The whole point of the Flow super is that you don’t need a centrifuge. At all. Full stop. End of story. :wink:

As we don’t generally extract honey from brood frames, this is a non-issue. The plastic Flow super frames stay in the box on the hive during extraction, so there is no need to replace them.

My Flow hive honey has never needed straining (filtering), but traditional honey usually does. Thorne has a selection of strainers, as does eBay.

Honey in the super is excess and not needed by the bees. Honey in the brood box is used to keep them alive over winter. No difference in quality. However, if you crush and strain brood box comb, the honey will very likely be contaminated with larval bee poo. :stuck_out_tongue_winking_eye:

The flow hive is only used for Apis mellifera species (European honey bees), you can’t use it for bumblebees. Within that species, there are strains, such as Italian, Russian, Caucasian, Carniolan, Buckfast etc. They all make honey which is the same quality, changed only by the forage available. They can all use the Flow hive.

You really need to buy a basic beekeeping book. Beekeeping for Dummies is not bad. This is a huge subject, and will depend on how big your property is, how close neighbours are, local regulations on beekeeping, etc. Join a local bee club and ask them too.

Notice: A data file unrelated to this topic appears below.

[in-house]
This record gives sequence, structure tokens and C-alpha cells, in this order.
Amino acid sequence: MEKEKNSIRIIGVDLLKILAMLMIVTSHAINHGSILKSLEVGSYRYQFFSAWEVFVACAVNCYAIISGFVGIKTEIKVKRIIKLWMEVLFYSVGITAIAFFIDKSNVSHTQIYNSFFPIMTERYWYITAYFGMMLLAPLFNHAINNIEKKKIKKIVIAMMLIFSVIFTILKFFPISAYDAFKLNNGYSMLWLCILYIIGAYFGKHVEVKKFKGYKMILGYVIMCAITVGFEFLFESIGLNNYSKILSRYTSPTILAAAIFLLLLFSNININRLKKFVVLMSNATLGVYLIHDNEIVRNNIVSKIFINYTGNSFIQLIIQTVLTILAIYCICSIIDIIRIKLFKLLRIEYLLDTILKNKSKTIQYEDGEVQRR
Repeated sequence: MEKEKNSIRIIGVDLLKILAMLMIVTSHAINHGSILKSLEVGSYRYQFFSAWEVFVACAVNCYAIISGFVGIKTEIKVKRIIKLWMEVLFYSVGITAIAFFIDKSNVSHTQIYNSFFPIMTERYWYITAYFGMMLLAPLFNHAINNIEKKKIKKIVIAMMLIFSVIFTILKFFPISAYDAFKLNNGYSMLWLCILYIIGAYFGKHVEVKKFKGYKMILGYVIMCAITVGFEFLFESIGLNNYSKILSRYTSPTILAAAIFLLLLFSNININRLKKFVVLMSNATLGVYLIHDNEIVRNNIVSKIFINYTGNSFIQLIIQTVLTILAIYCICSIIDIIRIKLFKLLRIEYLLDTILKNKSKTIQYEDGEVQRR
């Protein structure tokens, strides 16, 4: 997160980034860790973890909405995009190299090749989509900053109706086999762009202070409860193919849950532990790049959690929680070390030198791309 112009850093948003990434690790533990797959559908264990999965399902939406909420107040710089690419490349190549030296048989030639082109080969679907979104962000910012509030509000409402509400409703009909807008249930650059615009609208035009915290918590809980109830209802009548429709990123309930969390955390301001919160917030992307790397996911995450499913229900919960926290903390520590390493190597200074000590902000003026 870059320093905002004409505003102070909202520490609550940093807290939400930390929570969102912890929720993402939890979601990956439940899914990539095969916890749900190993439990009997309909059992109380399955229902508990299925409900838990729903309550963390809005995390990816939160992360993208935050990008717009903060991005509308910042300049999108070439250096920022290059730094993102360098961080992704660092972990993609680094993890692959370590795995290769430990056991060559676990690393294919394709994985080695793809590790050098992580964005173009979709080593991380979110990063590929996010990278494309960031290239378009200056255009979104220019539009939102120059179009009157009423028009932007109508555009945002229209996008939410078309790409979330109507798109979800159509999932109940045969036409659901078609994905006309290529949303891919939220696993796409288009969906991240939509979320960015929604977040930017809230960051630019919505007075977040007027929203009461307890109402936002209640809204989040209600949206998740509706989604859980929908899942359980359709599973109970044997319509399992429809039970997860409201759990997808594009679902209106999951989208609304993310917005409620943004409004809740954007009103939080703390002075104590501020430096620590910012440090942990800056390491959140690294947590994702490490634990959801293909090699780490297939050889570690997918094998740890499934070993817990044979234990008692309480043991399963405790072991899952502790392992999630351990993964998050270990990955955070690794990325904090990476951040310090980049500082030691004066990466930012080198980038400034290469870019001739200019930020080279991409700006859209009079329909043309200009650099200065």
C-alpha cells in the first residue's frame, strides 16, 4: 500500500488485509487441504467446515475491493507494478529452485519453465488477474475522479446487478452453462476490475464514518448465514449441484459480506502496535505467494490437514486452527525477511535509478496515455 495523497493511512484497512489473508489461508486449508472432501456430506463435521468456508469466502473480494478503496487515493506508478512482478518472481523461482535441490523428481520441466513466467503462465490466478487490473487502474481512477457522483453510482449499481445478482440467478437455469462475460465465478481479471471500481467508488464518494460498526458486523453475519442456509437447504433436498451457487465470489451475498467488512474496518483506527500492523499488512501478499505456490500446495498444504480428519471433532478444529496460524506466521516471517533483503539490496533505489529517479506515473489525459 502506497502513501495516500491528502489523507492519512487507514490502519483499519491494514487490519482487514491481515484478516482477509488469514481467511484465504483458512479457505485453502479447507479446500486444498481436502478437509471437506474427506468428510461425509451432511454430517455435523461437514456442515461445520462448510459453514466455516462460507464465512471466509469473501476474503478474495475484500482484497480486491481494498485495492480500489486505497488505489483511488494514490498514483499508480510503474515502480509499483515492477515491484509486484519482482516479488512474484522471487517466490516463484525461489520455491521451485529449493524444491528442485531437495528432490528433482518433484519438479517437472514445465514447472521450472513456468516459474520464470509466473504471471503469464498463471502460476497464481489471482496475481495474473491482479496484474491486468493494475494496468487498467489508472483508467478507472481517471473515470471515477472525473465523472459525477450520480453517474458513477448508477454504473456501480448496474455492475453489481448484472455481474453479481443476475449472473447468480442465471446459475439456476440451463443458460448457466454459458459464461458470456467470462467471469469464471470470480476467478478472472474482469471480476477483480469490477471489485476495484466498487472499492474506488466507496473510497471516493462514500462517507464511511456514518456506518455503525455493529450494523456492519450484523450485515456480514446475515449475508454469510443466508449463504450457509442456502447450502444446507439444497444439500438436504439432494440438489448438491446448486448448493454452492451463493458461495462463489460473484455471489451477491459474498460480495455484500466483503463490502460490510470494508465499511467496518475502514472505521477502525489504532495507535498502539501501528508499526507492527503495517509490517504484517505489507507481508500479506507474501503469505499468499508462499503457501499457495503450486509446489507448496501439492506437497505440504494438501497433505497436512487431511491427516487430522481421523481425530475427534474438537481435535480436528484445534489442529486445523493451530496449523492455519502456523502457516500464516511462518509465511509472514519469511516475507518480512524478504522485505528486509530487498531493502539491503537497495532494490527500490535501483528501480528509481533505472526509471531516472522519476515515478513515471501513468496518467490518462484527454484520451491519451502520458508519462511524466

Commercial beekeepers place them right next to each other. I like mine about 6 feet apart to give me space to work between them.

Not true. But you will only have one species anyway. All hobbyist honey bees are Apis mellifera species. Even if you chose two or three different strains, as mentioned above, they are all the same species.

Hope that helps, but please do some internet searching, book reading and join a local club if you are serious about beekeeping.


#3

I read the first part of your questionnaire. You are referring to the flow campaign video where they show all of the challenges of harvesting honey the traditional way. They say that harvesting honey from flow frames is much easier. HOWEVER, everything else associated with beekeeping, the myriads of challenges remain the same.

I agree with @Dawn_SD, join a local club & do lots of reading.


#4

Hi there @HFWalker - it sounds like your curiosity has been sparked enough to warrant signing up for a beekeeping class! I highly recommend doing this, so you can get real-time and hands-on understanding of all the equipment, vocabulary and concepts. Since you’re still undecided about becoming a beekeeper, you could look for a one-day or even a two-hour presentation. Good luck, and check back in if you do end up moving forward! :blush:


#5

Look at YouTube videos, there are lots of them covering any subject in bee keeping, join a local bee keeping club and get hands on experience. There is a basic book called “Bee keeping for Dummies”, you local library would likely have it, it is worth reading but you will not need to buy it type of book. Get to know the terminology and the difference between Flow Hive and traditional hives.
From your questions you are a long way to go before you could take on the responsibility of care for a hive but if you follow the advise you will get there quicker and to enjoy your bees producing honey for you.
Regards